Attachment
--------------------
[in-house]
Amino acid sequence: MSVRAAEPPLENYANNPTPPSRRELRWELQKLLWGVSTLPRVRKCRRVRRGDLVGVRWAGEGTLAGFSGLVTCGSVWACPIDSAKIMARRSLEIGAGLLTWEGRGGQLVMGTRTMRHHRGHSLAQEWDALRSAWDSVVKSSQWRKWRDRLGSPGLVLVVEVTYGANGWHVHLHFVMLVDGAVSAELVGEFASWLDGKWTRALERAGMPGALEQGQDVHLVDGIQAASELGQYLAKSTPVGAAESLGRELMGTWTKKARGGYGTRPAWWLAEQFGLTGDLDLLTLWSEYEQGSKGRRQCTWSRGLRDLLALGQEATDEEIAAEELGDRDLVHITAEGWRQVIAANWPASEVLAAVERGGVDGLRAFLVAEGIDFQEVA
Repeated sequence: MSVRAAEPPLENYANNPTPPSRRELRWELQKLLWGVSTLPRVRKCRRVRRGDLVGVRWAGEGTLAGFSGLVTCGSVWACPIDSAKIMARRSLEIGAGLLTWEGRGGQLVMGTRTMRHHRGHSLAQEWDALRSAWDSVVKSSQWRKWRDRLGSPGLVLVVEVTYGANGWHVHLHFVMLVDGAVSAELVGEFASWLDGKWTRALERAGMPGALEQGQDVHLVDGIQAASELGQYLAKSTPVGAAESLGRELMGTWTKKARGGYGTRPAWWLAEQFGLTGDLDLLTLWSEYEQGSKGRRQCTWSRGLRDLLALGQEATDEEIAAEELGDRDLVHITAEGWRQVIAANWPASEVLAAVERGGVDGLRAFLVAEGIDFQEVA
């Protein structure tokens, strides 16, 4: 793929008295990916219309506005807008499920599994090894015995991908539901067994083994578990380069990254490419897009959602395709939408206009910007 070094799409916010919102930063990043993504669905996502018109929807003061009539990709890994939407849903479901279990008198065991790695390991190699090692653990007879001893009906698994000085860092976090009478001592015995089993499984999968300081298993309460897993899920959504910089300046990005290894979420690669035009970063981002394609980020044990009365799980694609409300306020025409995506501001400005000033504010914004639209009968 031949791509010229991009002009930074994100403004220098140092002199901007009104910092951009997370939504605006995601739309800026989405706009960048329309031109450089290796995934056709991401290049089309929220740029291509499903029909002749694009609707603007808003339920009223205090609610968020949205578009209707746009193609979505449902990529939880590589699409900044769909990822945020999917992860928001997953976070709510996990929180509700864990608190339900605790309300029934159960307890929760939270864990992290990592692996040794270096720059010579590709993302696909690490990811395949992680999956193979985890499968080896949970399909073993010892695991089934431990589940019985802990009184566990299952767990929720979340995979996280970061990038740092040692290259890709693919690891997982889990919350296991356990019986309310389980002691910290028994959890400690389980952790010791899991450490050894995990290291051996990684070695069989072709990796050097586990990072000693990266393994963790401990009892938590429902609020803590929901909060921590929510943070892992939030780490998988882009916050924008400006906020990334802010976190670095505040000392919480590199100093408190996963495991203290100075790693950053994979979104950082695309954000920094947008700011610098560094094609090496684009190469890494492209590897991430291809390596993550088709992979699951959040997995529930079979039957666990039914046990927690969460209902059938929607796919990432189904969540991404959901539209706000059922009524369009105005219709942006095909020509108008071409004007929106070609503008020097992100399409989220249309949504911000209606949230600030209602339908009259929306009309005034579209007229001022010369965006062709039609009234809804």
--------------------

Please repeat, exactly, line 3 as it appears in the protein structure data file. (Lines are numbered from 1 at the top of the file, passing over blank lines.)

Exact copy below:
Repeated sequence: MSVRAAEPPLENYANNPTPPSRRELRWELQKLLWGVSTLPRVRKCRRVRRGDLVGVRWAGEGTLAGFSGLVTCGSVWACPIDSAKIMARRSLEIGAGLLTWEGRGGQLVMGTRTMRHHRGHSLAQEWDALRSAWDSVVKSSQWRKWRDRLGSPGLVLVVEVTYGANGWHVHLHFVMLVDGAVSAELVGEFASWLDGKWTRALERAGMPGALEQGQDVHLVDGIQAASELGQYLAKSTPVGAAESLGRELMGTWTKKARGGYGTRPAWWLAEQFGLTGDLDLLTLWSEYEQGSKGRRQCTWSRGLRDLLALGQEATDEEIAAEELGDRDLVHITAEGWRQVIAANWPASEVLAAVERGGVDGLRAFLVAEGIDFQEVA